Foodie Find: Café Martorano
The famous Fort Lauderdale hotspot is serving up pure authenticity in the way of both classic Italian recipes and timeless disco music.
Café Martorano is serving up pure authenticity in the way of both classic Italian recipes and timeless disco music. The restaurant appears to offer a strictly old-school experience – from the looks of the red velvet curtains, black-and-white wall photos and the clearly hand-made pasta. But that’s belied by the ceiling, from where disco balls and seemingly industrial strength projectors hang. Arrive after 10 p.m. on a Saturday and you’re at a party, but regardless of your reservation time, the great culinary pleasures begin on your plate.
Steve Martorano is a self-taught chef who became dubbed the “Godfather of Italian American Cooking” for reasons that fill the traditional menu and nightly specials. The housemade mozzarella is prepared on site with two types of water and a stretching process leaving it firm on the outside with a soft, fresh middle. It’s served warm with coarse sea salt, extra virgin olive oil, fresh basil and black pepper. Don’t miss the meatball salad, which is famous for three very good, hand-rolled pork, beef and veal reasons and served alongside ricotta cheese, a long hot pepper. Also to start, there’s an eggplant stack with tomato, homemade mozzarella, arugula, and aged balsamic, and a Sicilian slice also made with the mouth-watering mozzarella, San Marzano tomatoes and fresh basil.
Pasta dishes here – macaroni, as listed on the menu – are handmade and topped with fresh ingredients. The Spaghetti DOP – Denominazione d’Origine Protetta, a designation guarantying items are produced in specific geographical zones — is topped with DOC Parmigiano Reggiano, chunky San Marzano tomatoes and basil. The Spaghetti Aglio Olio E. Peperoncino has chili flakes and toasted Italian bread crumbs but Martorano has favorites and doesn’t mind on the menu pointing out his is Linguine & Clams, which has chili flakes and extra virgin olive oil. There’s also a carbonara with Pancetta, egg, cream and D.O.C. Parmigiano Reggiano and a Linguine Shrimp and & Crab Scampi.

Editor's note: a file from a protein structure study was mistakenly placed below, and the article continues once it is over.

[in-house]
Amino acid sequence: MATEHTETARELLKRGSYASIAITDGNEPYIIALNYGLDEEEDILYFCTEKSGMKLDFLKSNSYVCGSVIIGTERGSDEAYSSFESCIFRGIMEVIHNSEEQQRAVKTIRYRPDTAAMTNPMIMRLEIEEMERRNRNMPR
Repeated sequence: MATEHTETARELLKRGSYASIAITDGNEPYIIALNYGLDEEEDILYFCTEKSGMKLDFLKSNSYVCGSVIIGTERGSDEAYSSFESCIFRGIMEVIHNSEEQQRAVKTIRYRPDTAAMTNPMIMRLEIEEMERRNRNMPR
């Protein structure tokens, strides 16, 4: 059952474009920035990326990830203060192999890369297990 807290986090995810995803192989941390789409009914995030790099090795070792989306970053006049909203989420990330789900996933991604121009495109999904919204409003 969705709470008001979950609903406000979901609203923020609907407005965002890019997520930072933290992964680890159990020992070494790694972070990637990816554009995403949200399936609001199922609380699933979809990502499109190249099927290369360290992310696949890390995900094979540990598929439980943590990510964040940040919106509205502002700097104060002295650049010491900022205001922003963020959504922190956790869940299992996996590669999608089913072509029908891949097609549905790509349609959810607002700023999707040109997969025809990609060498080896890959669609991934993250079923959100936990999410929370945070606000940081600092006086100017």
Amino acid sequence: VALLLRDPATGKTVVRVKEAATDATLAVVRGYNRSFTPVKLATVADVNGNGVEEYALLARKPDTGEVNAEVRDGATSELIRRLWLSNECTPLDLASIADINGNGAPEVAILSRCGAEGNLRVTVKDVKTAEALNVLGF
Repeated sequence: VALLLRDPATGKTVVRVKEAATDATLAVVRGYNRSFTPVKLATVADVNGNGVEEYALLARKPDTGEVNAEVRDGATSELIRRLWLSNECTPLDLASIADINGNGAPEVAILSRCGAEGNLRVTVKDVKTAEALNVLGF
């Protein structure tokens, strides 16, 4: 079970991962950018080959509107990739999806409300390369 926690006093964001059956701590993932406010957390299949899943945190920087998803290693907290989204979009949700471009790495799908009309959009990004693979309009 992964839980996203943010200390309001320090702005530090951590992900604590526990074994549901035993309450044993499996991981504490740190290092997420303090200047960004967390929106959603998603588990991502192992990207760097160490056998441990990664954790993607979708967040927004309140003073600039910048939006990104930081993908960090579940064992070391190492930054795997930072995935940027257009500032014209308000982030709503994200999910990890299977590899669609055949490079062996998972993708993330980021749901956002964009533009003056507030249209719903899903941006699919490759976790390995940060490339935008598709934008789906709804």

Main course specialties are large, homemade dishes. The Veal Cutlet Parmesan is thick and the meat’s bone is included in the preparation with fresh tomato sauce blanketed with melted mozzarella. The veal cutlet is prepared as a specialty, and chicken dishes include an even elevated take of the traditional in that there’s one with mushrooms, capers and brown sauce and a cutlet parmesan containing house-made and imported cheeses, fresh tomatoes and served with parpadella pasta. On the side, try escarole with bread crumbs or sautéed broccoli rabe.
For dessert, try the pistachio cake. It’s three moist layers held together with creamy icing and the delicate crunch of the nut throughout. Cafe Martorano in Fort Lauderdale is the original restaurant to the Atlantic City, Philadelphia and Las Vegas locations. Steve Martorano is the author of “Yo Cuz! My Live, My Food My Way” and “It Aint Sauce, It’s Gravy: How Good Food Saved My Life.”
Brett Graff is SocialMiami.com’s managing editor and has been a journalist covering money, people and power for over 20 years. Graff contributes to national media outlets including Reuters, Glamour, Harper’s Bazaar, Maxim, and the PBS show, Nightly Business Report. A former U.S. government economist, her nationally syndicated column The Home Economist is first published in The Miami Herald and then on the Tribune Content Agency, where it’s available to over 400 publications nationwide. She is broadcast weekly on two iHeartRadio news shows and is the author of “Not Buying It: Stop Overspending & Start Raising Happier, Healthier, More Successful Kids,” a parenting guide for people who might be tempted to buy their children the very obstacles they’re trying to avoid.